March 30, 2012
March 29, 2012
May 2007 – Research Retreat at Ngayene, Senegal.
The Sine Ngayene Archaeological Project aims to investigate the structure and dynamics of the cultural landscape along the Petit-Bao Bolong Drainage in South Central Senegal. The site contains Megalithic stones of various sizes spread on large cemeteries dating from the late second millennium BC to the mid-second millennium AD. The archaeological research conducted by Prof. Holl, an archaeologist born in Cameroon, and current curator of the University of Michigan’s archaeological museum is presenting new theories on how the ancient Senegalese perform rituals and buried their dead. The evidence Prof. Holl collected from the monuments (skeletal and metal data) indicates not a primary, but a secondary burial culture. His research aims at casting further light on a culture where prestigious families re-buried their dead in a manner that resembles the practice of erecting halls of fame. Together with his colleague from the Sorbonne, Dr Hamady Bocoum, director of Senegal’s Cultural Heritage and National Patrimony, they are working to preserve and investigate further the Sine Ngayene site.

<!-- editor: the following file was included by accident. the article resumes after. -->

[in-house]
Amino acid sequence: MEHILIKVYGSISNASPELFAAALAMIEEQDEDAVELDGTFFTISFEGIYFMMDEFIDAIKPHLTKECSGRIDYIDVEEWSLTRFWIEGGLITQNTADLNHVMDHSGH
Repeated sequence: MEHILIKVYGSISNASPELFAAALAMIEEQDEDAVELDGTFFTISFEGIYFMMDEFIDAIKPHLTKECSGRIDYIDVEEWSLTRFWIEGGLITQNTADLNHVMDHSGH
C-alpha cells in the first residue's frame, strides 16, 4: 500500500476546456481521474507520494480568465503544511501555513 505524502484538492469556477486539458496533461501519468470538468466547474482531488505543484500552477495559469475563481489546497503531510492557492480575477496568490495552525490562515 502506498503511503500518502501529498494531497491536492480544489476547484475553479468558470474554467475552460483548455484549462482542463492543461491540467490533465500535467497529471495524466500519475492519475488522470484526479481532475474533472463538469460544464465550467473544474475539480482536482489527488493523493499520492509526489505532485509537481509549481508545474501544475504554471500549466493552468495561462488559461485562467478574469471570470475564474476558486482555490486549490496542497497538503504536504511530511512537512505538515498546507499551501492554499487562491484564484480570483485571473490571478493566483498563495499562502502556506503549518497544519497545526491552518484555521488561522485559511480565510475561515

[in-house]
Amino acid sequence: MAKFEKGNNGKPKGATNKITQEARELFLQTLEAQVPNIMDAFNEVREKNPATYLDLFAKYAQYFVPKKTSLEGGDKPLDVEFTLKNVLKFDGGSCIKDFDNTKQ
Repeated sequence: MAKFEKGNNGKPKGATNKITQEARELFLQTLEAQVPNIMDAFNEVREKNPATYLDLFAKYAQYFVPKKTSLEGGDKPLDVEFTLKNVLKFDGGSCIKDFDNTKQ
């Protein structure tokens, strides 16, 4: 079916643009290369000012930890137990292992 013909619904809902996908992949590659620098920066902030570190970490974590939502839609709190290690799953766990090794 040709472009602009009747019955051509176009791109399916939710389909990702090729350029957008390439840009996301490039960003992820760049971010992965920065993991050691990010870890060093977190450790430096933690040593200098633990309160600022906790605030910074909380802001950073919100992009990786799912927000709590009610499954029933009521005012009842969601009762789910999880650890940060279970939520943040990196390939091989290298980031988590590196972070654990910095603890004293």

Professor Holl invited me to join his excavation. I witnessed and took photographs of the digging and the careful removal of ancient ceramics. Skeletons emerged from the dry earth which were carefully cleaned while pages of data were written down. I gathered much visual information which was expanded during lively debates with the professor and his students during the long dark nights – there was no electricity at the site. The megaliths, the extraordinary dryness of the land, the heat, the villagers’ way of life and the 8-hour jeep-journey across Senegal provided me with a portfolio of images that are key references from which I am working at present along with the material obtained in Catalhöyük.
At present Dr. Holl is Professor of Prehistory at the University of Paris-Ouest Nanterre La Defense.